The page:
Author(s): Butler J, Kalogeropoulos A, Georgiopoulou V, de Rekeneire N, Rodondi N,
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Abstract OBJECTIVE: Resistin is associated with inflammation and insulin resistance and exerts direct effects on myocardial cells including hypertrophy and altered contraction. We investigated the association of serum resistin concentrations with risk for incident heart failure (HF) in humans. METHODS AND RESULTS: We studied 2902 older persons without prevalent HF (age, 73.6+/-2.9 years; 48.1\% men; 58.8\% white) enrolled in the Health, Aging, and Body Composition (Health ABC) Study. Correlation between baseline serum resistin concentrations (20.3+/-10.0 ng/mL) and clinical variables, biochemistry panel, markers of inflammation and insulin resistance, adipocytokines, and measures of adiposity was weak (all rho <0.25). During a median follow-up of 9.4 years, 341 participants (11.8\%) developed HF. Resistin was strongly associated with risk for incident HF in Cox proportional hazards models controlling for clinical variables, biomarkers, and measures of adiposity (HR, 1.15 per 10.0 ng/mL in adjusted model; 95\% CI, 1.05 to 1.27; P=0.003). Results were comparable across sex, race, diabetes mellitus, and prevalent and incident coronary heart disease subgroups. In participants with available left ventricular ejection fraction at HF diagnosis (265 of 341; 77.7\%), association of resistin with HF risk was comparable for cases with reduced versus preserved ejection fraction. CONCLUSIONS: Serum resistin concentrations are independently associated with risk for incident HF in older persons.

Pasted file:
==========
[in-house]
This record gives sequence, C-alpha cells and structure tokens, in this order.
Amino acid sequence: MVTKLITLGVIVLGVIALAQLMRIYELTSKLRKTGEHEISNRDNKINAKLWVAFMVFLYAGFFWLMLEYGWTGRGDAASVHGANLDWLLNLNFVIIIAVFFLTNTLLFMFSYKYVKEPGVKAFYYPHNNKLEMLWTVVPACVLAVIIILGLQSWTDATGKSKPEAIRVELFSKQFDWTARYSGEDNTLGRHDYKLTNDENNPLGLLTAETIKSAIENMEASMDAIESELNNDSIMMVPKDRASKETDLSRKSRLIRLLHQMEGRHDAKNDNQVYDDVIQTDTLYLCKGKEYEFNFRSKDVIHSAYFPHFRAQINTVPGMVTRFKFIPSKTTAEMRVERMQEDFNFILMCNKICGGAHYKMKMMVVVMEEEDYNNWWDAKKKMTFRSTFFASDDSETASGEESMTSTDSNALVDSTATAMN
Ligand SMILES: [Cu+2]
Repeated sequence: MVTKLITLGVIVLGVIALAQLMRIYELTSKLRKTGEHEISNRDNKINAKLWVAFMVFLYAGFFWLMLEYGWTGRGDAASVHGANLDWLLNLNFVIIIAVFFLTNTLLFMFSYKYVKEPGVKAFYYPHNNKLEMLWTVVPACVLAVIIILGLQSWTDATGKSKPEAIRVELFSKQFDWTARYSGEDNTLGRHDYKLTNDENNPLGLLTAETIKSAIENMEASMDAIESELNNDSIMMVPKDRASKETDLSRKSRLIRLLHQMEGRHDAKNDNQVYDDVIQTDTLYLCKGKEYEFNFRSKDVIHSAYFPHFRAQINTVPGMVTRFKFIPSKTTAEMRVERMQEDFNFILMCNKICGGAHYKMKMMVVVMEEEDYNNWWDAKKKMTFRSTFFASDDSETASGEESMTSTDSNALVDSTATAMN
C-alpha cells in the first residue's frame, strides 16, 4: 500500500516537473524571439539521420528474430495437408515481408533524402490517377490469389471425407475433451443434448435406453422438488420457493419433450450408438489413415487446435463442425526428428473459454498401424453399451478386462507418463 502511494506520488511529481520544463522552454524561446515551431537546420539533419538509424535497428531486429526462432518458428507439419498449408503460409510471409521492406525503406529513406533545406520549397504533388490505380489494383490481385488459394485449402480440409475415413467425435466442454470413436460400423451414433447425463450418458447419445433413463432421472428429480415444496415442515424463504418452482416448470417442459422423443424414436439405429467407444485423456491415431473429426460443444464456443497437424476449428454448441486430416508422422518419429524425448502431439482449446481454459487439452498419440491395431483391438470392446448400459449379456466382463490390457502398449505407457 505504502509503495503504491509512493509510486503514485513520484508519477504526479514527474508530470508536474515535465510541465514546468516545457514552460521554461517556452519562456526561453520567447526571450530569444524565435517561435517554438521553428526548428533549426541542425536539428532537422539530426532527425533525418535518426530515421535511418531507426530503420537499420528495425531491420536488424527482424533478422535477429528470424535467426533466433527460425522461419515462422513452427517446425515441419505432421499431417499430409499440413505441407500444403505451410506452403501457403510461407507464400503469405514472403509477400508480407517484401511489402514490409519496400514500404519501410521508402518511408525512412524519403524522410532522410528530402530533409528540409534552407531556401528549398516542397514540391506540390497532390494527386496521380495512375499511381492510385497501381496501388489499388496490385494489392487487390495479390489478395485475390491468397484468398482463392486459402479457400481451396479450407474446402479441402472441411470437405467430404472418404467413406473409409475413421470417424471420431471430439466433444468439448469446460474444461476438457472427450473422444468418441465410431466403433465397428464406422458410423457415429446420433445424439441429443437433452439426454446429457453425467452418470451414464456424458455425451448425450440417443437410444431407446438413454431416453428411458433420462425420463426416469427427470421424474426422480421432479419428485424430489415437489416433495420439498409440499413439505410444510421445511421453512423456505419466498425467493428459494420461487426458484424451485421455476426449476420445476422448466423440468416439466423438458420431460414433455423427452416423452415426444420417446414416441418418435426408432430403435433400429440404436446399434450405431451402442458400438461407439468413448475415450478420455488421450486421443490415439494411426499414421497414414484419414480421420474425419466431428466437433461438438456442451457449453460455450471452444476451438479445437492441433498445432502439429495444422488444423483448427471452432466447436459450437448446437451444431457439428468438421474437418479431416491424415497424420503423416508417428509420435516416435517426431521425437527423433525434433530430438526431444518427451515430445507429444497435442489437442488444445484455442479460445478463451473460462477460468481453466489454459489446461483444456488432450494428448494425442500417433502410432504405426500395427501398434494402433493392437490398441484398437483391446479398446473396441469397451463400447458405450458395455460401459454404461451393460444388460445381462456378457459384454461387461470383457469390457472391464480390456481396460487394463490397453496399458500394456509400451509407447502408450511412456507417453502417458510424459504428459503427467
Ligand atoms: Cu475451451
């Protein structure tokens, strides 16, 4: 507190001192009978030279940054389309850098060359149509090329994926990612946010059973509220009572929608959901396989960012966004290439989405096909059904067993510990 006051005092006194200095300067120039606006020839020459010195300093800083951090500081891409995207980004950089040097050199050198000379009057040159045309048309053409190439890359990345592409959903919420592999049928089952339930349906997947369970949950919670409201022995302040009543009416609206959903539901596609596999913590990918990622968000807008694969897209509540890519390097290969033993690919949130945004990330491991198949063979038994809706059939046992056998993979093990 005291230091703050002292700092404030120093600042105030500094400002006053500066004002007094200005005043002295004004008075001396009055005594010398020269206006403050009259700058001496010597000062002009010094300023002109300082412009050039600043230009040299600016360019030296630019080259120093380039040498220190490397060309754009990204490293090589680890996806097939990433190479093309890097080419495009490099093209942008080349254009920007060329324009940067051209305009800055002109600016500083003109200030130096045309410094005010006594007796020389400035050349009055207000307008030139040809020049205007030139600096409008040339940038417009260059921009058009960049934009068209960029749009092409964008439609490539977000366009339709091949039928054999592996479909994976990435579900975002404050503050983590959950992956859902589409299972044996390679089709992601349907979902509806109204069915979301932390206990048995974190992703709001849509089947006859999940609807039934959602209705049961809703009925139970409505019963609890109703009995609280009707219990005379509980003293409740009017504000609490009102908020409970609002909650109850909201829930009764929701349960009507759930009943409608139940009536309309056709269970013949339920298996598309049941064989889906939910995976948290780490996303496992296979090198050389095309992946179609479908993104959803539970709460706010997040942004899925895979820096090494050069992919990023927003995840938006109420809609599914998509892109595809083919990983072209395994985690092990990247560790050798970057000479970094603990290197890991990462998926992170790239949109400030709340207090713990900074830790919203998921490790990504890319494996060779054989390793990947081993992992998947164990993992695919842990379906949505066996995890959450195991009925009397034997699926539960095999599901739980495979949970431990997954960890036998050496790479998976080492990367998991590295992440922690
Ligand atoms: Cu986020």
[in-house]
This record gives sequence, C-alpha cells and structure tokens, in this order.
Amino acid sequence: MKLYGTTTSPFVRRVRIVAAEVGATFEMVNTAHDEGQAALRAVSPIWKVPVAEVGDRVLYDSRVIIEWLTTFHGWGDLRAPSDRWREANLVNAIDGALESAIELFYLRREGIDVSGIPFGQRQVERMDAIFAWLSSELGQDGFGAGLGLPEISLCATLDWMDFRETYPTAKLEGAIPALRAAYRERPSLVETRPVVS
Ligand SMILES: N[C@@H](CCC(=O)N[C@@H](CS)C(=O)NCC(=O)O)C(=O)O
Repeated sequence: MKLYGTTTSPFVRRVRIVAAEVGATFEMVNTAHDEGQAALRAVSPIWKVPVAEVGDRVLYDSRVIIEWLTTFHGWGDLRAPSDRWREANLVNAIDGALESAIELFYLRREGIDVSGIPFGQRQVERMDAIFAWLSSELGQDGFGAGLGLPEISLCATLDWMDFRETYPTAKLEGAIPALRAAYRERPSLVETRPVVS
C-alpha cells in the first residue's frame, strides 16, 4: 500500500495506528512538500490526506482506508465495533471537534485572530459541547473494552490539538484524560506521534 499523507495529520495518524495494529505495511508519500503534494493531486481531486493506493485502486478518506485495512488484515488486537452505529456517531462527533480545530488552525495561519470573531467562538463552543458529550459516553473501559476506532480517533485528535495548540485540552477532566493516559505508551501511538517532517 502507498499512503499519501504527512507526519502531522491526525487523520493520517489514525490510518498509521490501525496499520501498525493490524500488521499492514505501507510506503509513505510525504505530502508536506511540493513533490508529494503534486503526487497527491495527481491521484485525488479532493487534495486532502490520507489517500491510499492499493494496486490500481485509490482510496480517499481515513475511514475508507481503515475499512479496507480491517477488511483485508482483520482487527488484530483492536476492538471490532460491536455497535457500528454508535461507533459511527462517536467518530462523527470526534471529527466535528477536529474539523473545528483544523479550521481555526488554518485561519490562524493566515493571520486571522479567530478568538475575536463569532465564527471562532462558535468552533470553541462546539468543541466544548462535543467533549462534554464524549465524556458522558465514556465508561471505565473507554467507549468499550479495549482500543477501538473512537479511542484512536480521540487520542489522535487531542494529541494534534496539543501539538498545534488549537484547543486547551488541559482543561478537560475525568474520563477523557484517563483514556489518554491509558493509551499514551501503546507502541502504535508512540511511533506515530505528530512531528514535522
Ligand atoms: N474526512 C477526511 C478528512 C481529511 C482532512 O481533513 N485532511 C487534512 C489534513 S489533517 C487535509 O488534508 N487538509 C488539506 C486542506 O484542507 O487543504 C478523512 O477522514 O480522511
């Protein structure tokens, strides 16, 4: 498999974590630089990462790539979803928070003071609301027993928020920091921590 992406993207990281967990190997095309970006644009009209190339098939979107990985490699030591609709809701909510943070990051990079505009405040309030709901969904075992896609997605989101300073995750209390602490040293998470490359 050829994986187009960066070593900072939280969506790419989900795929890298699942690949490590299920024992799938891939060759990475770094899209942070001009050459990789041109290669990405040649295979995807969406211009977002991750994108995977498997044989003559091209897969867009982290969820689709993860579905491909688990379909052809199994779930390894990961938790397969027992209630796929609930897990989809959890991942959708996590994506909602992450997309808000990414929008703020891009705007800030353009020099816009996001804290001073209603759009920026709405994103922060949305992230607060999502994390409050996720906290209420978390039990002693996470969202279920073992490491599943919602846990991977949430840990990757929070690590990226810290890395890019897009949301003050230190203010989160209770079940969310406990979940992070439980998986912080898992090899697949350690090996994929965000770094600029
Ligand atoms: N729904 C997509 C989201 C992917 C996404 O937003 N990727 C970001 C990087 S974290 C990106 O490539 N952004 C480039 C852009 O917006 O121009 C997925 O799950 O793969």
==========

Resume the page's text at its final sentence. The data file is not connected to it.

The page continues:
This article was published in Arterioscler Thromb Vasc Biol
and referenced in Journal of Pulmonary & Respiratory Medicine